• working extremely long hours, with zero days off, for nearly a month

In the case of the 2014 Winter Olympics, you can throw a few more items onto the list, such as concerns about security and privacy in what many consider a hostile country.

I documented my experiences through my numerous on-air stories as well as fifteen blog entries from Russia. But I promised I would use this space, soon after I returned, to showcase the viewpoint of someone else.

Enter Dave Schwartz.

The sports anchor and reporter for KARE-TV in Minneapolis/St. Paul worked several seats down from me in Sochi, but in some ways he experienced the Winter Games far differently. He covered numerous local athletes and events, where I typically focused on the Olympic atmosphere. He worked with a partner from his station, while I mostly worked by myself.

And on a personal level, Schwartz spent three weeks in Sochi, ten time zones away from his wife and kids.

Schwartz joined me on the latest episode of the Telling The Story podcast.

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3 GREAT STORIES: Starring elevators, the Paralympics, & Busta Rhymes Island

Every week, I shine the spotlight on some of the best storytelling in the business and offer my comments. “3 Great Stories of the Week” will post every Monday at 8 AM.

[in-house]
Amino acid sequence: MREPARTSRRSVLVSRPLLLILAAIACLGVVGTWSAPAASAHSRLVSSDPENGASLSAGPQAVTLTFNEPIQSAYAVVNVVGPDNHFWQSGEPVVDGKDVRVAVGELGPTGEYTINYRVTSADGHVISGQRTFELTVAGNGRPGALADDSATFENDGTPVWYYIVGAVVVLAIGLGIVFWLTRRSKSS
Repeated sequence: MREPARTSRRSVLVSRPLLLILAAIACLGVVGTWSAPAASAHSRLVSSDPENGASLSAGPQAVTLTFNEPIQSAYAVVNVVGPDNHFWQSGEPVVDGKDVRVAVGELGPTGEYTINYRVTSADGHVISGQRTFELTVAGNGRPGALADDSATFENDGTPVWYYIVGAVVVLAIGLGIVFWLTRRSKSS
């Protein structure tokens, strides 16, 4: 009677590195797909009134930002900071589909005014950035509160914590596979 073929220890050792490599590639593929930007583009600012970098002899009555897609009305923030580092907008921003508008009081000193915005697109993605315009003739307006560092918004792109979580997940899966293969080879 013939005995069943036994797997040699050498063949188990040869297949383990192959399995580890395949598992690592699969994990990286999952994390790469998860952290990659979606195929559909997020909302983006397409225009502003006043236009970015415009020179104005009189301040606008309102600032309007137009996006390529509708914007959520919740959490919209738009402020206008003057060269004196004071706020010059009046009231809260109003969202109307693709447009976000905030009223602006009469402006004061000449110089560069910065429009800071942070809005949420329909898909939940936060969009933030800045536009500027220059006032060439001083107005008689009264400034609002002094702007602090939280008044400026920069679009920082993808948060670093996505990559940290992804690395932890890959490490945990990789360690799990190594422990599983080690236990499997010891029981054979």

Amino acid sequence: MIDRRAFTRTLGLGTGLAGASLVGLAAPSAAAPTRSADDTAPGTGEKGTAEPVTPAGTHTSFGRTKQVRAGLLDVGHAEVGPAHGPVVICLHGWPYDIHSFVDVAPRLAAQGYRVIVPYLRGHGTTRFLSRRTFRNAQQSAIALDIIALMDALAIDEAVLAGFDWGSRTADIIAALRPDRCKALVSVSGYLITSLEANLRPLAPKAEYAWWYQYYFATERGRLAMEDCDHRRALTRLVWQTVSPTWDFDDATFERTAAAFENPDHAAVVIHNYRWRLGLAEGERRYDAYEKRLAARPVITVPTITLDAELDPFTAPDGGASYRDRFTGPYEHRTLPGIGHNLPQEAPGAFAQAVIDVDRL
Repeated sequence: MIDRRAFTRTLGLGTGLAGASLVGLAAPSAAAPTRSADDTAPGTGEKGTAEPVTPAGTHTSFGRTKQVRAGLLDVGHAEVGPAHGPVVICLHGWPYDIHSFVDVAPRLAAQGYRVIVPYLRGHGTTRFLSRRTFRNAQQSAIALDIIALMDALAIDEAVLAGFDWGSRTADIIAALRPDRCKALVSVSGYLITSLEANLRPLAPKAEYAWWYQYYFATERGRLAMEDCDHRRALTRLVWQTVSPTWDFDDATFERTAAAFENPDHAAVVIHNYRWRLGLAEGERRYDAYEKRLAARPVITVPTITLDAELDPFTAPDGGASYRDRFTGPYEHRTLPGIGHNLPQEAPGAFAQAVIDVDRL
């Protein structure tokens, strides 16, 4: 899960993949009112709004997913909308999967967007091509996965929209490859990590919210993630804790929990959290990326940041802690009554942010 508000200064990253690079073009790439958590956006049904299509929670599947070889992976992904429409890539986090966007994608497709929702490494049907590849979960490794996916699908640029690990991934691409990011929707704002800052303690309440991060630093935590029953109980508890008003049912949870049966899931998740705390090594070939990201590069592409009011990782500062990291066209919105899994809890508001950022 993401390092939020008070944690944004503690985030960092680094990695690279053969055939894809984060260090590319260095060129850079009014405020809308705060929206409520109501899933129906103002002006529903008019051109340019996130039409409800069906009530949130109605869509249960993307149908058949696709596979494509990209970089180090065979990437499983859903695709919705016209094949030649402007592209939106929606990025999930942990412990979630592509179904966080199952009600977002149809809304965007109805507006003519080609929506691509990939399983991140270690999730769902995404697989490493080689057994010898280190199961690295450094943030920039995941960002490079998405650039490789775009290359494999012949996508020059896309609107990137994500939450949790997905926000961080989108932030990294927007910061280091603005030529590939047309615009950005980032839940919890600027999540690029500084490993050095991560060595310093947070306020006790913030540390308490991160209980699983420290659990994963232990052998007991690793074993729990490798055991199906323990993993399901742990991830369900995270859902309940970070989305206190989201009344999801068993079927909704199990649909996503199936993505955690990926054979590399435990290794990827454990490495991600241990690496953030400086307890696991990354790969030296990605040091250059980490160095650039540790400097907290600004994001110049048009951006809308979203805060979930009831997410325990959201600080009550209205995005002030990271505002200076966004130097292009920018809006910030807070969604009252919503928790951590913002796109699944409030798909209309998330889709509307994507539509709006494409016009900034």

I recently read an intriguing interview with Nate Silver in which the so-called “stats superstar” talks about his new web site, FiveThirtyEight, under the ESPN platform. In regards to data journalism versus traditional journalism, Silver says this:

This is data journalism, capital-D. Within that, we take a foxlike approach to what data means. It’s not just numbers, but numbers are a big part of this. We think that’s a weakness of conventional journalism, that you have beautiful English language skills and fewer math skills, and we hope to rectify that balance a little bit.

Silver makes a great point. Analysis pieces typically downplay the importance of numbers, research, and scientific techniques. They often rely more on forceful opinion and personality.

At the same time, numbers without context mean little — and can be dangerously misinterpreted.

I am excited to see what Silver & Co. have up their sleeves for FiveThirtyEight … and whether their model will penetrate the traditional journalistic model in any tangible way.